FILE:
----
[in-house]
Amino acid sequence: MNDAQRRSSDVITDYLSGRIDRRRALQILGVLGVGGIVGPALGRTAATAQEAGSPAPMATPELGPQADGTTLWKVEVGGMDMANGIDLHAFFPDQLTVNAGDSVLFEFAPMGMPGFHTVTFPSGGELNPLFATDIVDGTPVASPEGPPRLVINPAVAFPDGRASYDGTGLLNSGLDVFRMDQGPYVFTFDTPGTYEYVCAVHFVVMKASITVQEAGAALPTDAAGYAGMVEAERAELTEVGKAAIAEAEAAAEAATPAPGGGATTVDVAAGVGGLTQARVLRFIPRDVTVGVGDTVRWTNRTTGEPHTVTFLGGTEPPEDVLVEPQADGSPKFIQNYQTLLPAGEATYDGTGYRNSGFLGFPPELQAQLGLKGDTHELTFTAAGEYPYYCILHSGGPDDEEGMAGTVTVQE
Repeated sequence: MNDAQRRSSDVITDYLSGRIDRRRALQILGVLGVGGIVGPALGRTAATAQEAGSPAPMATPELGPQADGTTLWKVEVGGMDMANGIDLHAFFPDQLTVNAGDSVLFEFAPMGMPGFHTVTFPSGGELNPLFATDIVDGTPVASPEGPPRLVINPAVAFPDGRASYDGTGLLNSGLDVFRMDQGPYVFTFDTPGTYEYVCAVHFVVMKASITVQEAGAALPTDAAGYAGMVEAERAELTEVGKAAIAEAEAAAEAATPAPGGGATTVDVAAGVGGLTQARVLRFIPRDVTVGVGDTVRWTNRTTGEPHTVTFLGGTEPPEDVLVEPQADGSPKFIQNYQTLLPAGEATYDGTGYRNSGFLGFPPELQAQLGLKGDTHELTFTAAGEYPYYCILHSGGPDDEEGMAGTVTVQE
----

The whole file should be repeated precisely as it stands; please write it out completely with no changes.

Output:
[in-house]
Amino acid sequence: MNDAQRRSSDVITDYLSGRIDRRRALQILGVLGVGGIVGPALGRTAATAQEAGSPAPMATPELGPQADGTTLWKVEVGGMDMANGIDLHAFFPDQLTVNAGDSVLFEFAPMGMPGFHTVTFPSGGELNPLFATDIVDGTPVASPEGPPRLVINPAVAFPDGRASYDGTGLLNSGLDVFRMDQGPYVFTFDTPGTYEYVCAVHFVVMKASITVQEAGAALPTDAAGYAGMVEAERAELTEVGKAAIAEAEAAAEAATPAPGGGATTVDVAAGVGGLTQARVLRFIPRDVTVGVGDTVRWTNRTTGEPHTVTFLGGTEPPEDVLVEPQADGSPKFIQNYQTLLPAGEATYDGTGYRNSGFLGFPPELQAQLGLKGDTHELTFTAAGEYPYYCILHSGGPDDEEGMAGTVTVQE
Repeated sequence: MNDAQRRSSDVITDYLSGRIDRRRALQILGVLGVGGIVGPALGRTAATAQEAGSPAPMATPELGPQADGTTLWKVEVGGMDMANGIDLHAFFPDQLTVNAGDSVLFEFAPMGMPGFHTVTFPSGGELNPLFATDIVDGTPVASPEGPPRLVINPAVAFPDGRASYDGTGLLNSGLDVFRMDQGPYVFTFDTPGTYEYVCAVHFVVMKASITVQEAGAALPTDAAGYAGMVEAERAELTEVGKAAIAEAEAAAEAATPAPGGGATTVDVAAGVGGLTQARVLRFIPRDVTVGVGDTVRWTNRTTGEPHTVTFLGGTEPPEDVLVEPQADGSPKFIQNYQTLLPAGEATYDGTGYRNSGFLGFPPELQAQLGLKGDTHELTFTAAGEYPYYCILHSGGPDDEEGMAGTVTVQE